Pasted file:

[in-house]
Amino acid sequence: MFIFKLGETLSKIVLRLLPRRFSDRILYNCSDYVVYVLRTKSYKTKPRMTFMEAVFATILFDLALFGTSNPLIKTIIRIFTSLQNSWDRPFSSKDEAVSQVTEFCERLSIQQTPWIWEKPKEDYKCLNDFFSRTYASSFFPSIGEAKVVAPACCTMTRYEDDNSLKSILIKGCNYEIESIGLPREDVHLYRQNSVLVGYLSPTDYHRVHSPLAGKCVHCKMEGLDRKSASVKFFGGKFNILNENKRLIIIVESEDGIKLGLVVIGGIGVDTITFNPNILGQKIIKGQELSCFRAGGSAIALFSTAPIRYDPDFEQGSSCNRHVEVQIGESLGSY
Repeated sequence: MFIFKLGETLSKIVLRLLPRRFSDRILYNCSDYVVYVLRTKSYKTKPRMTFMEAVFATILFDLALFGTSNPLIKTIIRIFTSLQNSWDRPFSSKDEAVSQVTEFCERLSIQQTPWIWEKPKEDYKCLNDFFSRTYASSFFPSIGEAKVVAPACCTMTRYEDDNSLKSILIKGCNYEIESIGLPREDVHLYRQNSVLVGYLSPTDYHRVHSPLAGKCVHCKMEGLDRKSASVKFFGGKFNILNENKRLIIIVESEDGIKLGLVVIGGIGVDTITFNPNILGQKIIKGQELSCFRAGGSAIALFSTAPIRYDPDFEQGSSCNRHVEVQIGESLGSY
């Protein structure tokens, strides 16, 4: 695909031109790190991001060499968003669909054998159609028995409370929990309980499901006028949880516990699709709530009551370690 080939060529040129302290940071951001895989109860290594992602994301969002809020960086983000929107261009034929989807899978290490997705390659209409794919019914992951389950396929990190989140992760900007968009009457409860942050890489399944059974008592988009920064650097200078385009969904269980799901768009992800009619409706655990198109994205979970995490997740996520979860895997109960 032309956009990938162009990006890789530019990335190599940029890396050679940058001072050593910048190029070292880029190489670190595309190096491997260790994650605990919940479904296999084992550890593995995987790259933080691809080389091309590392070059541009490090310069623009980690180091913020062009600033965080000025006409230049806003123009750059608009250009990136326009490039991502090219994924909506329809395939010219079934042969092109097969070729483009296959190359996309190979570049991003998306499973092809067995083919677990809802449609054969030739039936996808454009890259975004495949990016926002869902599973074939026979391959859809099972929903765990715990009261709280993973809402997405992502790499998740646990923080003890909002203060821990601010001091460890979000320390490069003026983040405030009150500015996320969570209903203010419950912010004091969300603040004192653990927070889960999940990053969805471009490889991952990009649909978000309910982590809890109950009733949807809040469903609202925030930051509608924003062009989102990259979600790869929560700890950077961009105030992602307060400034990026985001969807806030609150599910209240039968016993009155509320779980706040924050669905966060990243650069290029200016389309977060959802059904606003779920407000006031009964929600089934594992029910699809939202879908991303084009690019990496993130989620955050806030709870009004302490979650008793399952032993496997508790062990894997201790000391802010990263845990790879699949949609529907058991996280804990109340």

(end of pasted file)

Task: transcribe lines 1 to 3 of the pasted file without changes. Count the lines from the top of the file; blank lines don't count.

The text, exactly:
[in-house]
Amino acid sequence: MFIFKLGETLSKIVLRLLPRRFSDRILYNCSDYVVYVLRTKSYKTKPRMTFMEAVFATILFDLALFGTSNPLIKTIIRIFTSLQNSWDRPFSSKDEAVSQVTEFCERLSIQQTPWIWEKPKEDYKCLNDFFSRTYASSFFPSIGEAKVVAPACCTMTRYEDDNSLKSILIKGCNYEIESIGLPREDVHLYRQNSVLVGYLSPTDYHRVHSPLAGKCVHCKMEGLDRKSASVKFFGGKFNILNENKRLIIIVESEDGIKLGLVVIGGIGVDTITFNPNILGQKIIKGQELSCFRAGGSAIALFSTAPIRYDPDFEQGSSCNRHVEVQIGESLGSY
Repeated sequence: MFIFKLGETLSKIVLRLLPRRFSDRILYNCSDYVVYVLRTKSYKTKPRMTFMEAVFATILFDLALFGTSNPLIKTIIRIFTSLQNSWDRPFSSKDEAVSQVTEFCERLSIQQTPWIWEKPKEDYKCLNDFFSRTYASSFFPSIGEAKVVAPACCTMTRYEDDNSLKSILIKGCNYEIESIGLPREDVHLYRQNSVLVGYLSPTDYHRVHSPLAGKCVHCKMEGLDRKSASVKFFGGKFNILNENKRLIIIVESEDGIKLGLVVIGGIGVDTITFNPNILGQKIIKGQELSCFRAGGSAIALFSTAPIRYDPDFEQGSSCNRHVEVQIGESLGSY